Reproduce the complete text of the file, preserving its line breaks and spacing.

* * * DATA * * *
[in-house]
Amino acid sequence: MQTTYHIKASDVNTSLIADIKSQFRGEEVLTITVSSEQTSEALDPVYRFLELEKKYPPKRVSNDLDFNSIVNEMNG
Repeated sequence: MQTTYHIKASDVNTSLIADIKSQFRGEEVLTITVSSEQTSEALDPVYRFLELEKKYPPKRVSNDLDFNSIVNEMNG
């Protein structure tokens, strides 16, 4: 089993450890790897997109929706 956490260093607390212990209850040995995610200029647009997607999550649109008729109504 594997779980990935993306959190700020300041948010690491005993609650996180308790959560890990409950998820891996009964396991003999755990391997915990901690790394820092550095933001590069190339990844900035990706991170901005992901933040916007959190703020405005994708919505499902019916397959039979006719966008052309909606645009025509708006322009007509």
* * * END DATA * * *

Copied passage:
[in-house]
Amino acid sequence: MQTTYHIKASDVNTSLIADIKSQFRGEEVLTITVSSEQTSEALDPVYRFLELEKKYPPKRVSNDLDFNSIVNEMNG
Repeated sequence: MQTTYHIKASDVNTSLIADIKSQFRGEEVLTITVSSEQTSEALDPVYRFLELEKKYPPKRVSNDLDFNSIVNEMNG
């Protein structure tokens, strides 16, 4: 089993450890790897997109929706 956490260093607390212990209850040995995610200029647009997607999550649109008729109504 594997779980990935993306959190700020300041948010690491005993609650996180308790959560890990409950998820891996009964396991003999755990391997915990901690790394820092550095933001590069190339990844900035990706991170901005992901933040916007959190703020405005994708919505499902019916397959039979006719966008052309909606645009025509708006322009007509």